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Kings of the Wild Frontier

Gerry Feehily


hey are telling you, Be natural. They point a camera at your face and say, Be yourself.

Walk like you usually would.


You’re not running after a bus.

But all you can think of is a song by George Michael. A club. Where drinks are free. Cocktails with far much too fruit in them. Orange twizzler sticks. You don’t want this song. But the song definitely wants you.

Your dressers are bricking it. The sleeve on your jacket literally fell off during rehearsals. They’re squatting on the floor, pins in their mouths as they sew it back on. The art director is pacing up and down. This kid, called Angelo, doesn’t have shoulders, it seems.

Just find me someone who has, he says.

They give you Angelo’s outfit.

You’re getting twenty thousand francs for this. The accountants were in earlier, stuffing envelopes with wads of 500 franc notes. You walked past their booth earlier. The notes are yellow, with the face of the thinker Pascal, who said it’s best to wager on God existing, rather than not, because if you bet on his non-existence, what do you end up with?

You’ll get the envelope when this is all over.

Soyez naturel les amis !

There are seven hundred guests out there. This is in a wing of the Louvre, the floors are marble, the ceiling forty feet up depicts pink fleshy celestial creatures in flight. In the wing adjacent, people are looking at the Mona Lisa. It’s so small you might as well be looking at a postage stamp, some complain. They stand beside it, and take snaps of themselves.

This guy at the partition has a headset. He crosses out Angelo’s name on a list fixed to a clipboard. Your name goes there instead. He looks through a hole in the partition, and starts to count off. Out there in the hall, the main lights dim. The audience is in shadow, hushes. On the loudspeaker system, a voice, le défilé va commencer. Headset man points at the Hifi system on a table. A scraggy youth nods, inserts a cassette, presses play. You hear a persistent thudding bass beat. After each beat, a snare, eight to the bar, too fast to walk to, too slow if you take a step every four beats.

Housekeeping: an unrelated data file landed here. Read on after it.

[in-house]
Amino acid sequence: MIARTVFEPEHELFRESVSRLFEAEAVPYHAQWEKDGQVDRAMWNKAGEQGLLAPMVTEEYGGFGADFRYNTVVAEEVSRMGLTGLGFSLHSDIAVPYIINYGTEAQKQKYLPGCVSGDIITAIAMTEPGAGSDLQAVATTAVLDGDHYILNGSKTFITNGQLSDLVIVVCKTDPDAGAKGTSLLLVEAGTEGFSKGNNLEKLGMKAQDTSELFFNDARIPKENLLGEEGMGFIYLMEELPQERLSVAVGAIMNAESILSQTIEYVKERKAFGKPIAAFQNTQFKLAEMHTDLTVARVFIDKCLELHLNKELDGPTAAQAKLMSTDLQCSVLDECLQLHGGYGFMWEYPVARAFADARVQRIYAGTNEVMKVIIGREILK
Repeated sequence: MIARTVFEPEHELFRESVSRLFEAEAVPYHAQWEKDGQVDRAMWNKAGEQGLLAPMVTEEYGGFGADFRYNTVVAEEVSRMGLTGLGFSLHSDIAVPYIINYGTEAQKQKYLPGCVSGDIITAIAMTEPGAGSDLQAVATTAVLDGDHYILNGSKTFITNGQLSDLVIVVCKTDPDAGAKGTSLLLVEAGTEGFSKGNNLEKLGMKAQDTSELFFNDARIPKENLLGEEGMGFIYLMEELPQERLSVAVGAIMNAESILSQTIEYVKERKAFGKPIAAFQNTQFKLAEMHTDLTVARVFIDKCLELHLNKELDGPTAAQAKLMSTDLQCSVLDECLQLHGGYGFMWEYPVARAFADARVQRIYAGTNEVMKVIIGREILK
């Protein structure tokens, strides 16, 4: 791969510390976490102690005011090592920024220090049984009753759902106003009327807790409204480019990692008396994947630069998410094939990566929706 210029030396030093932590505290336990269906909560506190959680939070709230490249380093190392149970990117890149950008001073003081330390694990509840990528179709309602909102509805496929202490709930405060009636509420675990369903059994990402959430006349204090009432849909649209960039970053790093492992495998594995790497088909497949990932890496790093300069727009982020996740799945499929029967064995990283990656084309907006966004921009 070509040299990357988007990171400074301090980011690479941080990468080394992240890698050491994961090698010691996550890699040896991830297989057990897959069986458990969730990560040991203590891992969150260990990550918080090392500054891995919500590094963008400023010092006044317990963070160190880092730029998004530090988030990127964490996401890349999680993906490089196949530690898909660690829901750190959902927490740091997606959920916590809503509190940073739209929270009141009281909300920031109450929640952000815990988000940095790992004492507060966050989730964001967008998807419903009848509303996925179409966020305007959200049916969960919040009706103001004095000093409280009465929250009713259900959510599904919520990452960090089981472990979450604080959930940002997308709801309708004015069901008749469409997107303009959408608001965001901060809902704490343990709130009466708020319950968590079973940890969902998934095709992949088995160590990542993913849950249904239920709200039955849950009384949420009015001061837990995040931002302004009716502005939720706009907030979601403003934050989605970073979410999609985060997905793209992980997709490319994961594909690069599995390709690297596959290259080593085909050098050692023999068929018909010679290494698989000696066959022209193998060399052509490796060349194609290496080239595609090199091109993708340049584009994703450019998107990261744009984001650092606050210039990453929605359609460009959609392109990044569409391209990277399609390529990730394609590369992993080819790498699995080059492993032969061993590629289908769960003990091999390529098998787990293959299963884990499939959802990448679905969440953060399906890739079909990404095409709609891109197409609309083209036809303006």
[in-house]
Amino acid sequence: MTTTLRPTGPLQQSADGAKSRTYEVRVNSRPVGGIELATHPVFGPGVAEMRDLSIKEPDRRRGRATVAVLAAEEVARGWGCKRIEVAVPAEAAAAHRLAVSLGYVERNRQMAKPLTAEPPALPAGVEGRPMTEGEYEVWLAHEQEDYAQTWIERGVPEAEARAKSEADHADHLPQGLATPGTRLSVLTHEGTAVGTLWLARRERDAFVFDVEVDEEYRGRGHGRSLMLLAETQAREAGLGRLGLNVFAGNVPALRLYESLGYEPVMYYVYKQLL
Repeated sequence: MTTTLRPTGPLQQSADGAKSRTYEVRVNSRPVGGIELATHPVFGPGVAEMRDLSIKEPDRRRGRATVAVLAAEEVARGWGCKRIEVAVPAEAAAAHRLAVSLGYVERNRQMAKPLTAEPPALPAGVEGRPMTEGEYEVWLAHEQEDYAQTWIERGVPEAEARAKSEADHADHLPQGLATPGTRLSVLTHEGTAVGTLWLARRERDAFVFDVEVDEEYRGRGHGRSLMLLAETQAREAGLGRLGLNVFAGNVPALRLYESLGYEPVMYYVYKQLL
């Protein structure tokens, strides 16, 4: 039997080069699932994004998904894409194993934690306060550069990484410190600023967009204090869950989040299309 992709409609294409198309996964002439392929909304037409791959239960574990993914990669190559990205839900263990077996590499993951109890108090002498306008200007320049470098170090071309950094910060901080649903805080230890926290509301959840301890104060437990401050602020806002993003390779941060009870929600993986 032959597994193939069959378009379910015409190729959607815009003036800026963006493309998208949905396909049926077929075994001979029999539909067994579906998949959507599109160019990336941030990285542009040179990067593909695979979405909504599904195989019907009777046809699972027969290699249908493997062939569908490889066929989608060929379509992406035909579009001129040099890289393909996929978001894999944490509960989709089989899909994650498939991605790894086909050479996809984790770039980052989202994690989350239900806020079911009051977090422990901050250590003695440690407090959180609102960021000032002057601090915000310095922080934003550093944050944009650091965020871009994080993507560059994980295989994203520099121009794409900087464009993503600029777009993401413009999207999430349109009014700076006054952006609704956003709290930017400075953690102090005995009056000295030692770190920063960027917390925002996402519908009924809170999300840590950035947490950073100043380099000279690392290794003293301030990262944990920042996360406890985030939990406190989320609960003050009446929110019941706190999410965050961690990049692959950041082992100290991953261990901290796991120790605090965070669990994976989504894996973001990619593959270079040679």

Some of the lads behind start jerking to it.

The headset man raises his hand, and then says, Go.


You head off around the partition and there it is, a runway fifty yards long, three yards wide, a wooden jetty that carpenters assembled earlier that morning, a platform of zigzagging struts, with panels on top, laid over with black felt, stapled in.

A little earlier, one of the lads actually got so wrapped up, he walked straight off the edge. He landed fine, and everyone had a giggle. It was Angelo. It was this accident that drew attention to his shoulders, it would seem. He won’t be getting an envelope with twenty Pascals in it very soon. He left the dressing rooms, weeping, like there was no God.

Now a synthesizer is producing two squirts and two bleeps, a sequence that goes C G E flat High C, in four time, round and round. Is there also the sound of a kazoo? But more importantly how do you walk when seven hundred people are watching? Nothing simpler, according to the ancients. One foot in front of the other. But you’re not singing anything, you’ve got no lines to orate, and they, the audience, have nothing better to do either. All you’ve got is your legs, your arms, clad in top range ready to wear, the fruit of the designer’s labours.


The designer, you just met him. And he looks a bit sick. Perhaps he’s nervous. He’s tiny as well. He smoothed the lapels on your jacket. He’s got a pencil moustache, and striped balloon pants. He’s surrounded by sharp eyed women, much taller than he, much healthier looking.

Nice clothes, you said, like a complete toss.

The women looked at you with Not Now eyes.

You put your left foot forward, no, your right, as camera flashes explode in your face. Shutters clicking, automatic wind on mechanisms engaged, a tchuka tchuka like a threshing machine. And everywhere a flittering of light, like a swarm of bats, much of this concentrated at the end of the walk, where photographers, on a doddery, improvised pyramid consisting of stepladders, upended boxes, footstools, compete for space and a clean shot. Other photographers squat at the edge of the walk. They are calling out.

Stop, they say. Look at me. This way. No, this way.

In general they are in utilitarian attire, of jeans and teeshirt, often they have bedraggled shoulder length hair, and somewhat sunken eyes set in grey skin, of the darkroom. They do a lot of shows, and, it would seem, parties too, and weed, definitely weed. Beyond them, the august fashion audience, in stark contrast, is sitting still as senators during the reading of new laws, their polished, affluent, acute faces taking it all in. They are magazine editors, buyers from the great department stores, their assistants and dependents. Spies from rival houses do lightning sketches of the jacket you wear. An art house actor is seated beside the fashion editor of the New York Times, who has a degree in Classical History from Yale. It’s sort of a gentry, here ostensibly to look at clothes, but underlying it all, to look at themselves and their place in the universe.

Eins zwei drei leben

Eins zwei drei sterben, says a robotic voice, to the music.

The New Times editor writes : German, in her notebook.